Pendency of cases due to delayed forensic reports

  • Harpreet Kaur, Hindustan Times, Hoshiarpur
  • Updated: Jan 10, 2015 21:42 IST

Last year, city resident Narinder Thakur’s 28-year-old son Sahil, a budding cricket player, was found dead under mysterious circumstances at his rented accommodation in Chandigarh.

The police started an investigation and sent the deceased’s viscera for examination to the State Chemical Examiner Laboratory at Kharar, the lone facility in the state for viscera sample testing. Months later, there is no sign of the analysis.

The reason, the huge pendency of samples to be analysed at the lab, with over 2,000 samples (in cases of unnatural death) pending at any given day. With the capacity to handle around 125 samples a month and 450-500 new samples being received in the same period, cases continue to pile up.

Viscera examination is required in unnatural death cases where apparent cause of the mortality is unclear.

However, a recent government decision to set up new labs at Jalandhar, Bathinda and Ludhiana could ease the pressure, but that day seems years away.

“Delayed forensic reports are a major cause of rising pendency of court cases,” said senior criminal lawyer Maninder Pal Singh.

Due to the unavailability of these reports, efforts to take up these cases in fast-track courts also flounder, he claimed.

“There have been instances where bail has been denied to innocent people who had to languish in jails for no faults of theirs as viscera reports of the deceased took more than a year,” he said.

“There is no provision of compensation to such people which is very unfair,” he added. However he admitted that the delay sometimes benefitted the real culprits.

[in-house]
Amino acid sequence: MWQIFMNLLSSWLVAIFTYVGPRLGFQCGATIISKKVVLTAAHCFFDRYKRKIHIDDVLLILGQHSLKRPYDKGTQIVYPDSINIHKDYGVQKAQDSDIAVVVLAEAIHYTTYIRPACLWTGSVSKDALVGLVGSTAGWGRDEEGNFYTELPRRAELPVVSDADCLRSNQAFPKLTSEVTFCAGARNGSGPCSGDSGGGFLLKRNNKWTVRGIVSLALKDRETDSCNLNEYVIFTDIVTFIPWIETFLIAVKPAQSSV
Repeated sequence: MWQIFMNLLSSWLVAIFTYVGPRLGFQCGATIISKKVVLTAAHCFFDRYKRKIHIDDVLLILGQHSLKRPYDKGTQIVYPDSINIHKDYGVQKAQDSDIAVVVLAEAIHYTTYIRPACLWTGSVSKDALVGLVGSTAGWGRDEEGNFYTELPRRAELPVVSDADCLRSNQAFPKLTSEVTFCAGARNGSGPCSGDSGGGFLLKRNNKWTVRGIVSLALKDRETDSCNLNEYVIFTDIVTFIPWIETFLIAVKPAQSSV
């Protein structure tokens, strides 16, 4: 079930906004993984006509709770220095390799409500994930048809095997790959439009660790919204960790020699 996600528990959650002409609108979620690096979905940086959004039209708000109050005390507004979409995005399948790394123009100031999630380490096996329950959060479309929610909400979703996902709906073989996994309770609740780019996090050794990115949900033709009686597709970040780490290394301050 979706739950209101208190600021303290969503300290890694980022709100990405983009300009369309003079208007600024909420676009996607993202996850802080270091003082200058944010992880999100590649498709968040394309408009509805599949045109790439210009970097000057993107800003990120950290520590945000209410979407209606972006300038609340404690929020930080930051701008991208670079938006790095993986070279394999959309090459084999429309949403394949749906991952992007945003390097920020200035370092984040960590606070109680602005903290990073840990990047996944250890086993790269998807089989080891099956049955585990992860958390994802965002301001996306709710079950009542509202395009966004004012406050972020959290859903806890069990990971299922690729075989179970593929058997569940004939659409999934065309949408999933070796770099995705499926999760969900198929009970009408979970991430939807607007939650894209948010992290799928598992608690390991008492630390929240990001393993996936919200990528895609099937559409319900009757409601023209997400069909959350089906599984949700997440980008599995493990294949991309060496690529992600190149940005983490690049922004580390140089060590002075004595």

In many cases, chargesheets have been filed, but the trial cannot proceed as forensic reports are necessary to support the charges. Police say this gap in getting the reports makes it difficult to track the the accused, who escape in the meantime.

Nearly 10,000 cases registered under the Narcotic Drugs and Psychotropic Substances (NDPS) Act are pending examination at the Kharar laboratory and at Mohali. NDPS cases are handled at both Kharar and Mohali.

“Samples keep pouring in large numbers but we have only one lab and limited staff. There are five analysts for NDPS samples and four for viscera testing. Things will improve when the proposed labs at Jalandhar, Bathinda and Ludhiana start functioning and the burden of the NDPS cases will be shared,” said chief chemical examiner Dr Gurpal Singh. He claimed that samples related to rape and dowry cases were examined on priority.

Long ago, the forensic laboratory dispatched these reports to civil hospitals concerned, where post mortems were conducted, but now the reports are sent to the office of the SSPs. In case of emergency, investigation officers sometimes visit the lab to collect reports.


2,000 cases average pendency of sample at lab in Kharar

125 cases Kharar lab can analyse per month

500 cases received at the lab during the same period

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